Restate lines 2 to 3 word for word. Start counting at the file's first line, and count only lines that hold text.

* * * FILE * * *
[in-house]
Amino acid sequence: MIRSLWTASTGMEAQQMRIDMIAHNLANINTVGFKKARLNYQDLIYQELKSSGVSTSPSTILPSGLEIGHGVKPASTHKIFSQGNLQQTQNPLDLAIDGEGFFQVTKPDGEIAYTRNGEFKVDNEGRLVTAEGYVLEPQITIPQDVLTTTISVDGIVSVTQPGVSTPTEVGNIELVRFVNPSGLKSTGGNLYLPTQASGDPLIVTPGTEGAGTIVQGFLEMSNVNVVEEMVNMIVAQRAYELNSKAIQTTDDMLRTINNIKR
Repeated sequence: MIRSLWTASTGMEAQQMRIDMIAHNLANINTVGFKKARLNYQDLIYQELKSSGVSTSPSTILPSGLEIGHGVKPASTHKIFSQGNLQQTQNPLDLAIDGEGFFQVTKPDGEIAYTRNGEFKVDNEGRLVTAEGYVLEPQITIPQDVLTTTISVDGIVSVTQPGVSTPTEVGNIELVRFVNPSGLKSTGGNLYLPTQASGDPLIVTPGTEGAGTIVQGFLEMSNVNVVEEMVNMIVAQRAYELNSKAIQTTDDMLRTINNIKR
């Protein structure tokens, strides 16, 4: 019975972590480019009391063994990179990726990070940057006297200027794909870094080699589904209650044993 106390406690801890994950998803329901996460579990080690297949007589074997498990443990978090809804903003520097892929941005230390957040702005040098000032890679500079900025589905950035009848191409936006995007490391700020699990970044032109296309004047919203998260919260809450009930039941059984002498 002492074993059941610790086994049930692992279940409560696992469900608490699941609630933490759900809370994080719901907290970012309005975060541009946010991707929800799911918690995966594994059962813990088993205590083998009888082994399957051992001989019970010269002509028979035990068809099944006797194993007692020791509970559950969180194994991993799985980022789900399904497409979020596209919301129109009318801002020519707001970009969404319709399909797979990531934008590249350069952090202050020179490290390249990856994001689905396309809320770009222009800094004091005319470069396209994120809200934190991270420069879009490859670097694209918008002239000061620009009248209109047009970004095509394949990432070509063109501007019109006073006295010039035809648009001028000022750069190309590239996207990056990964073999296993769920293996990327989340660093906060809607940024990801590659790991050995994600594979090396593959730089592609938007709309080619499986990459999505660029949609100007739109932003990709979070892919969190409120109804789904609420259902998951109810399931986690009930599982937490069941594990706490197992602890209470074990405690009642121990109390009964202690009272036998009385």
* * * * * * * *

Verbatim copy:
Amino acid sequence: MIRSLWTASTGMEAQQMRIDMIAHNLANINTVGFKKARLNYQDLIYQELKSSGVSTSPSTILPSGLEIGHGVKPASTHKIFSQGNLQQTQNPLDLAIDGEGFFQVTKPDGEIAYTRNGEFKVDNEGRLVTAEGYVLEPQITIPQDVLTTTISVDGIVSVTQPGVSTPTEVGNIELVRFVNPSGLKSTGGNLYLPTQASGDPLIVTPGTEGAGTIVQGFLEMSNVNVVEEMVNMIVAQRAYELNSKAIQTTDDMLRTINNIKR
Repeated sequence: MIRSLWTASTGMEAQQMRIDMIAHNLANINTVGFKKARLNYQDLIYQELKSSGVSTSPSTILPSGLEIGHGVKPASTHKIFSQGNLQQTQNPLDLAIDGEGFFQVTKPDGEIAYTRNGEFKVDNEGRLVTAEGYVLEPQITIPQDVLTTTISVDGIVSVTQPGVSTPTEVGNIELVRFVNPSGLKSTGGNLYLPTQASGDPLIVTPGTEGAGTIVQGFLEMSNVNVVEEMVNMIVAQRAYELNSKAIQTTDDMLRTINNIKR